Okay yes, it is rainy season in Hawaii, but it’s really not a big deal. When you plan your vacation, you probably take into consideration the natural phenomena that might interfere with your comfort. There are non-skiing areas where heavy snow is inevitable. There are hurricane belts and tornado regions; rainy seasons and times of draught; places that flood and parch.
In Hawaii, the “rainy season” is all winter long, but it occurs in spurts with plenty of sunshine interspersed. Some winter season weather in Hawaii seems to be wetter than others. For example, we had a spell a couple of years ago where we went practically 40 days and 40 nights with constant rain. Last year it was pretty dry the whole winter with very little rain or problematic whether. You may have been hearing lately that we’ve had some inclement weather this year. So far this year (Dec. 2008) it’s been kind of a mixed bag, we have had a few days of continuous rain as a couple of weather fronts moved over the islands. Even during periods of bad weather in Hawaii, especially in the winter, it’s not nearly as severe as the weather in the cold in other parts of the country.
The national news has been reporting during President elect Obama’s Hawaii vacation that over the weekend Oahu experienced a weather-related island-wide blackout. This blackout they believe was caused by a lightning bolt which hit one of the main power plants and triggered an island-wide blackout. As a result practically the entire island had no electricity for up to 17 hours. While things can happen during your vacation, we don’t think that kind of scenario will ever happen again in our lifetime. That was one of those freak kind of accidents that will surely never be repeated.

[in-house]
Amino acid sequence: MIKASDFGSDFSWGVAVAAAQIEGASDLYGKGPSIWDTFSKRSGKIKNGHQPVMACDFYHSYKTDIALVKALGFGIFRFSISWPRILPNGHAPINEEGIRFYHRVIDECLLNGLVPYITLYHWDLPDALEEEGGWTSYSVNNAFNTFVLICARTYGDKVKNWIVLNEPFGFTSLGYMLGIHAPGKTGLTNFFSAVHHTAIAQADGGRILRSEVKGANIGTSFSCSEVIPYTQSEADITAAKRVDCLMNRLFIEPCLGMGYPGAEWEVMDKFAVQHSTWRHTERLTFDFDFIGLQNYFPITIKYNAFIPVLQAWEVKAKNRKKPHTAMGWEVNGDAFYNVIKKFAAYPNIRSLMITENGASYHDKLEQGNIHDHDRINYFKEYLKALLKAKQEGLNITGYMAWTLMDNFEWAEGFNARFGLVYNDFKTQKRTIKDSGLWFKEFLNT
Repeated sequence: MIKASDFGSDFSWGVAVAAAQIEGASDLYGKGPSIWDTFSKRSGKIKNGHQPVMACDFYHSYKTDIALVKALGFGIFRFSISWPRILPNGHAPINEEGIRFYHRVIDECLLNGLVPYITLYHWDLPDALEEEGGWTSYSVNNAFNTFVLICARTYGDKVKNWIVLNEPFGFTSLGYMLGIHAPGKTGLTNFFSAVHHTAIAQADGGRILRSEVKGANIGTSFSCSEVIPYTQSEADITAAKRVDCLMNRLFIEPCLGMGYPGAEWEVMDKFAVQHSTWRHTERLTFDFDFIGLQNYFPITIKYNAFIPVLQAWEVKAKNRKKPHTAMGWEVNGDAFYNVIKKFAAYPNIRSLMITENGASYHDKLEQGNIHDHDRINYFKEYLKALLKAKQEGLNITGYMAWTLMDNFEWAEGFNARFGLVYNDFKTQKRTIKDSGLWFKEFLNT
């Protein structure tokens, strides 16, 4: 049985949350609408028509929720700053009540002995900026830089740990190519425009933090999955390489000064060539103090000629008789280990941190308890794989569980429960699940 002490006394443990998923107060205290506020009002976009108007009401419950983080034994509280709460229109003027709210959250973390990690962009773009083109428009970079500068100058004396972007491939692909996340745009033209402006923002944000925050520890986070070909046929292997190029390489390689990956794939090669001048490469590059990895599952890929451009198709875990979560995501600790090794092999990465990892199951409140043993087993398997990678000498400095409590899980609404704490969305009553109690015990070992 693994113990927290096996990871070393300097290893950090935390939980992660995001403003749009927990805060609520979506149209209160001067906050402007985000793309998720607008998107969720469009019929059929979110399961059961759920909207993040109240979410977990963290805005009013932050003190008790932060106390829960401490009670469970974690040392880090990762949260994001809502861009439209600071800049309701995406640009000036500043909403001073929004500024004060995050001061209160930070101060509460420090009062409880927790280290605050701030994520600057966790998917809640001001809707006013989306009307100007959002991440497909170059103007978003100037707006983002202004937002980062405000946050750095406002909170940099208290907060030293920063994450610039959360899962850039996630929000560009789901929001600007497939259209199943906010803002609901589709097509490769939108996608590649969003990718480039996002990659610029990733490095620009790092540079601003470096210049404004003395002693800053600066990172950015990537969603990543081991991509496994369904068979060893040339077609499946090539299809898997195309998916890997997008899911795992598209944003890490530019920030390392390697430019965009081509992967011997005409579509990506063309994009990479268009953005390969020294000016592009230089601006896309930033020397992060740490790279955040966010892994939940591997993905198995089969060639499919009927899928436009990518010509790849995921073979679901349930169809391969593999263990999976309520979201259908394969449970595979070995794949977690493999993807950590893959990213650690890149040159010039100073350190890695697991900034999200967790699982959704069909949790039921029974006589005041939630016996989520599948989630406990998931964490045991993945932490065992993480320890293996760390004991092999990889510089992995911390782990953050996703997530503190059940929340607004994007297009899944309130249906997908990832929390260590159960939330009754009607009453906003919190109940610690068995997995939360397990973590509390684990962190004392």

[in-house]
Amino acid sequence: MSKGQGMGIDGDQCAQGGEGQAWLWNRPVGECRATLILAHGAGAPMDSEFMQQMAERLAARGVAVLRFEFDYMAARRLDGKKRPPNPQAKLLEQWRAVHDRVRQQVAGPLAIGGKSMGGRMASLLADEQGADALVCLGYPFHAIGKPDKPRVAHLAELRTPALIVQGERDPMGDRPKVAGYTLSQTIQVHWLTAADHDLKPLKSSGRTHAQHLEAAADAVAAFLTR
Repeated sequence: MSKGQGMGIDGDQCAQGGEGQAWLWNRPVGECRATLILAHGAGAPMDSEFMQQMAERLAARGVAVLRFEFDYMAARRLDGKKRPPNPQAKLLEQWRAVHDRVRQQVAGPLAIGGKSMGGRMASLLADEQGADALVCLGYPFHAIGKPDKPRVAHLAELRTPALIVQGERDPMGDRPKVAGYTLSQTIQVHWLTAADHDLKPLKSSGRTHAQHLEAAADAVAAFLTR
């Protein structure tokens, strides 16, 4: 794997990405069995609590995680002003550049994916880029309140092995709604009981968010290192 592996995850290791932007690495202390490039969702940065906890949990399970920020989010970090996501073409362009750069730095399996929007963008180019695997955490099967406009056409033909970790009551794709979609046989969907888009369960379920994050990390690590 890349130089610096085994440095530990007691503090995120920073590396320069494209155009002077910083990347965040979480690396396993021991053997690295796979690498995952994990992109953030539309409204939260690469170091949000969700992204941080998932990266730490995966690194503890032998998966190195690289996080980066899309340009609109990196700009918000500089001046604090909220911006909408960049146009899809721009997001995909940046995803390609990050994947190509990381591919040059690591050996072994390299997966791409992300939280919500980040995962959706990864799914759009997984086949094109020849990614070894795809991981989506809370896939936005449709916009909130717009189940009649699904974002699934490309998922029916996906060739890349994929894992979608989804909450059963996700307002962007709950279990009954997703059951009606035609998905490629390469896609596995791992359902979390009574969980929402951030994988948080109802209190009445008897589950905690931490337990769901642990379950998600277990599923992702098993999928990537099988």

We’ve had severe weather in the past just like anywhere else,including hurricanes, and we get minor earthquakes occasionally. The state is prepared. Currently, the state Civil Defense uses a World War I-era artillery battery in Diamond Head Crater that was converted into a state emergency operations center in the 1970s. Now, there are plans for a larger, modernized emergency center near Diamond Head that could withstand a Category Four hurricane or a powerful earthquake, comfortably accommodate dozens of representatives from state and federal agencies in one control center and run on a generator for at least 15 days.
I tell a lot of visitors when they come to Hawaii in the winter season that they may get a few raindrops but it’s really not a big deal because there’s always something to do indoors and you never forget your in Paradise and remember without rain there are no beautiful rainbows.